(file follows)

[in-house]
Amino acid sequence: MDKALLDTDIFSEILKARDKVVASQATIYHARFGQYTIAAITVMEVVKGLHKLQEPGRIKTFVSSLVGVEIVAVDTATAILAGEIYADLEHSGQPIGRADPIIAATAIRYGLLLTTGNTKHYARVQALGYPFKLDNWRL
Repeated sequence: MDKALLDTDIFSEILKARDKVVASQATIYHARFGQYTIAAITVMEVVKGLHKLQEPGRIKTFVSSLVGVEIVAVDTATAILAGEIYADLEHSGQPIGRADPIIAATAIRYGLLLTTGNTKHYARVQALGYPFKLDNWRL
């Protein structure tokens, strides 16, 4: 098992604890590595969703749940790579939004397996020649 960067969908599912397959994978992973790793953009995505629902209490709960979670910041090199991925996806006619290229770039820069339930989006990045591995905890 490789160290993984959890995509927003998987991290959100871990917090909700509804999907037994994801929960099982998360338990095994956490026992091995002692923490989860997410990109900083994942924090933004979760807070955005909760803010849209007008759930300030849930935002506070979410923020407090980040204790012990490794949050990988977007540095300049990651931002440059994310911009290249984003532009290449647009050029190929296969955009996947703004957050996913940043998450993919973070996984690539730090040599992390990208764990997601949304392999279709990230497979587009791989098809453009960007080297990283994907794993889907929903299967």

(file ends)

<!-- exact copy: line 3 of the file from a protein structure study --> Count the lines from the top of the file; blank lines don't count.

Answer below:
Repeated sequence: MDKALLDTDIFSEILKARDKVVASQATIYHARFGQYTIAAITVMEVVKGLHKLQEPGRIKTFVSSLVGVEIVAVDTATAILAGEIYADLEHSGQPIGRADPIIAATAIRYGLLLTTGNTKHYARVQALGYPFKLDNWRL